Experience Ulm at EDEKA Dörflinger
Wanzl designs the branch in the new Sedelhöfe shopping mall
In and around Ulm and all about Ulm – at the EDEKA Dörflinger branch, newly opened in July, customers can experience a multi-faceted interpretation of their home town when shopping. On a total sales floor of 2,000 sqm, Ulm’s flair, history and landmarks are just waiting to be experienced, seen and tasted. The shopping mall in the Sedelhöfe, located between the pedestrian zone and the main railway station, promises a holistic shopping experience. The expert in innovative shopfitting, Wanzl Shop Solutions, combines regional tradition with urban modernity in a unique way.
As a newly built complex of buildings on the Albert-Einstein-Platz in the heart of the city, the Sedelhöfe, steeped in history, symbolise the urban fusion of living, working and shopping – a showcase for Ulm and gateway to the "city of short distances". EDEKA Dörflinger has one of the largest shop floors in the Sedelhöfe and is the family’s third branch after the stores in Gerstetten and Langenau. "The BEST from the region" seal of quality is proudly displayed in all the stores. "We have incorporated the Dörflinger family's emphasis on regional produce as a promise of quality into our shopfitting concept,” explains Tino Pilharcz, Head of Key Account Management EDEKA National at Wanzl.
“Many items in our product range come from the surroundings of Ulm. Our goal was to integrate this local character into the shop’s design. The customer should experience a piece of home when shopping". The design has a distinct look, and materials made of wood, natural stone and brick create a calm atmosphere, while the typical black and white city colours and landmarks of Ulm, such as the famous Ulm Cathedral, are integrated into the décor at regular intervals.
In the style of the weekly market on Münsterplatz, the fruit and vegetable section focuses on the local origin of the products. The freshly harvested fruit and vegetables are presented under green and white awnings and in rustic wooden crates in an appetising way and invite customers to reach out and buy them. This is ensured by a flexible, customised solution in the style of a market stall from Wanzl. Stacked wooden crates and raffia baskets set rural accents. The walls are finished in red brick, giving the impression of an ancient city wall.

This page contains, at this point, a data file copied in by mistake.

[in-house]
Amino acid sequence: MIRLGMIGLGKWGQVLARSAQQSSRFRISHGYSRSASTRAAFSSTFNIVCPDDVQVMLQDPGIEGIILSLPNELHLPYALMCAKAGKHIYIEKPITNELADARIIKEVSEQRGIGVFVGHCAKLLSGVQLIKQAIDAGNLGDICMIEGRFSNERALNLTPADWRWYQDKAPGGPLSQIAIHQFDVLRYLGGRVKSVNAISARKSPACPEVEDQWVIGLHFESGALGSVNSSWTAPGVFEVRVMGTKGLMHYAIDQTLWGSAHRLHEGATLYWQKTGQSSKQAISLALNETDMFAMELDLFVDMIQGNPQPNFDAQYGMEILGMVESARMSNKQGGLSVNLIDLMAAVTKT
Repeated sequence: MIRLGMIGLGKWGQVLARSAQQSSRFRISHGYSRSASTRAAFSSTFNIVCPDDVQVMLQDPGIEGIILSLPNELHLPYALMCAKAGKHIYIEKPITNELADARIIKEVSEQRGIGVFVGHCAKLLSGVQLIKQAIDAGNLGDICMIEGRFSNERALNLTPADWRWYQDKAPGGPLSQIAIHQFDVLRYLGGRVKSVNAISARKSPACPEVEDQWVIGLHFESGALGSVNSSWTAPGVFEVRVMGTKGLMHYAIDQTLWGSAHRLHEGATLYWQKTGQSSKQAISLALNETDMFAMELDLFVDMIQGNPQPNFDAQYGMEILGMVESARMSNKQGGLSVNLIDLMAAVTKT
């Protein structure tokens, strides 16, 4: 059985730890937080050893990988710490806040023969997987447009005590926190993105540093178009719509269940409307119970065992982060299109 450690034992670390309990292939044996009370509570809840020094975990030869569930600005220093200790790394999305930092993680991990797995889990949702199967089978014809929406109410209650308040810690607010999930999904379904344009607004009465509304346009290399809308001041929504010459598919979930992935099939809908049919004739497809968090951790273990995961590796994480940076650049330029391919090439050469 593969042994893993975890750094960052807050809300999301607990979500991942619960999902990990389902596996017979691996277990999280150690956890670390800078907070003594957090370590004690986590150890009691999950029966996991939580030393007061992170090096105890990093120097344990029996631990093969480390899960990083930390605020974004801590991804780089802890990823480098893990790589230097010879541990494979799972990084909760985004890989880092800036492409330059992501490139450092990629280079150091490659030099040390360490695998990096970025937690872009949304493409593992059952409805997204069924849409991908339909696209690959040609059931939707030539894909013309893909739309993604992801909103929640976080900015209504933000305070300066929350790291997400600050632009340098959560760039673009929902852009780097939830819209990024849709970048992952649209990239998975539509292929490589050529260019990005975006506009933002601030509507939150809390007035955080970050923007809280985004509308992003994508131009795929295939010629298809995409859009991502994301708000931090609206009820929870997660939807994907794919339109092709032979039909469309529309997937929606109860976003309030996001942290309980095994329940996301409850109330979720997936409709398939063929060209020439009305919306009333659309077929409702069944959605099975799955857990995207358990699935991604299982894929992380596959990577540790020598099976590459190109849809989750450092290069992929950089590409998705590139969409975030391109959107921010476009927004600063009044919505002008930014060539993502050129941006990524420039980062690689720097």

Large glass panes create an open, bright sense of space. Freshness also sets the tone in the integrated sushi area, where kimchi, sashimi and maki are prepared live and on site according to the motto "Fresh. Sushi. Asian”. With its counter front made of solid wood and black steel, it also fits harmoniously into the overall concept.
Customers then follow the path of the Danube River to the fish counter. Tino Pilharcz explains: "For the design of the counter we took our inspiration from the famous Ulmer Schachtel, which is a traditional wooden boat that was often used as a mode of transport on the Danube in medieval Ulm.
Typical for the Ulmer Schachtel boats are the black and white stripes in the bow, which can also be found on the counter front. To perfect the nautical character, we added wooden paddles and old ship's lanterns to the wall". Another motif that defines the identity of the city has been integrated on the brightly lit, white ceiling that links the fish, meat, sausage and cheese counters. “The sparrow is part of Ulm. Legend has it that it played an instrumental role in the construction of Ulm Cathedral by flying through the city gate with a twig in its beak, right under the workers' noses. Everything else is history," Pilharcz smiles.
“So of course we didn't want to leave out the Ulm sparrow. We hung sparrow figurines from the ceiling and made them look as if they were flying through the room." Another urban landmark has also been adapted for the transition from the cheese to the sausage counter: at full ceiling height with a white background, a black pictogram of the Ulm butcher's tower adorns the wall.